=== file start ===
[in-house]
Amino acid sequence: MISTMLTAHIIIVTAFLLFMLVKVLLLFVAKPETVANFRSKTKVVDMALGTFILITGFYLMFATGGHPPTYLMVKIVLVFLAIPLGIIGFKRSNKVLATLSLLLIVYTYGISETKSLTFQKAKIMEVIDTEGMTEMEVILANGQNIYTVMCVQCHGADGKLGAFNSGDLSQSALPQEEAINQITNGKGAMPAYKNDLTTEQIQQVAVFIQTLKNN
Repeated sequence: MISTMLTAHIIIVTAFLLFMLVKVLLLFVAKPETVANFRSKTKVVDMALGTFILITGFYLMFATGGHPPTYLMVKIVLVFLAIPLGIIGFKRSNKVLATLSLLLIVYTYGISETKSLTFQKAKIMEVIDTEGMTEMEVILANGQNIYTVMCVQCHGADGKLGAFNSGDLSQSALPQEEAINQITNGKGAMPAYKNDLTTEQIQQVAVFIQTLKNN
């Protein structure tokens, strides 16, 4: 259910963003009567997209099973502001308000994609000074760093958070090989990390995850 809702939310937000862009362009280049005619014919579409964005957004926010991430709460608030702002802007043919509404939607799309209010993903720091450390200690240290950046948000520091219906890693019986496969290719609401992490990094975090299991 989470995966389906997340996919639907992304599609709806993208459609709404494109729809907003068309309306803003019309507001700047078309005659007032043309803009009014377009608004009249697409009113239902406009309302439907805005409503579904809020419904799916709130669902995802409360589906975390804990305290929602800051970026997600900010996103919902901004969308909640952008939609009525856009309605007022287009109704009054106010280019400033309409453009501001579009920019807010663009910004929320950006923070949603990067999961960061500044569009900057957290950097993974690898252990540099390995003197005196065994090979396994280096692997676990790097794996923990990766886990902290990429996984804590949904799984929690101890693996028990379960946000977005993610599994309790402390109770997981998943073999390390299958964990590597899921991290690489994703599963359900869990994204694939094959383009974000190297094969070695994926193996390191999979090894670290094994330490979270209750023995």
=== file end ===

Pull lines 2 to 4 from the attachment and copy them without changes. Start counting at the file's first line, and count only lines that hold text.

Amino acid sequence: MISTMLTAHIIIVTAFLLFMLVKVLLLFVAKPETVANFRSKTKVVDMALGTFILITGFYLMFATGGHPPTYLMVKIVLVFLAIPLGIIGFKRSNKVLATLSLLLIVYTYGISETKSLTFQKAKIMEVIDTEGMTEMEVILANGQNIYTVMCVQCHGADGKLGAFNSGDLSQSALPQEEAINQITNGKGAMPAYKNDLTTEQIQQVAVFIQTLKNN
Repeated sequence: MISTMLTAHIIIVTAFLLFMLVKVLLLFVAKPETVANFRSKTKVVDMALGTFILITGFYLMFATGGHPPTYLMVKIVLVFLAIPLGIIGFKRSNKVLATLSLLLIVYTYGISETKSLTFQKAKIMEVIDTEGMTEMEVILANGQNIYTVMCVQCHGADGKLGAFNSGDLSQSALPQEEAINQITNGKGAMPAYKNDLTTEQIQQVAVFIQTLKNN
């Protein structure tokens, strides 16, 4: 259910963003009567997209099973502001308000994609000074760093958070090989990390995850 809702939310937000862009362009280049005619014919579409964005957004926010991430709460608030702002802007043919509404939607799309209010993903720091450390200690240290950046948000520091219906890693019986496969290719609401992490990094975090299991 989470995966389906997340996919639907992304599609709806993208459609709404494109729809907003068309309306803003019309507001700047078309005659007032043309803009009014377009608004009249697409009113239902406009309302439907805005409503579904809020419904799916709130669902995802409360589906975390804990305290929602800051970026997600900010996103919902901004969308909640952008939609009525856009309605007022287009109704009054106010280019400033309409453009501001579009920019807010663009910004929320950006923070949603990067999961960061500044569009900057957290950097993974690898252990540099390995003197005196065994090979396994280096692997676990790097794996923990990766886990902290990429996984804590949904799984929690101890693996028990379960946000977005993610599994309790402390109770997981998943073999390390299958964990590597899921991290690489994703599963359900869990994204694939094959383009974000190297094969070695994926193996390191999979090894670290094994330490979270209750023995």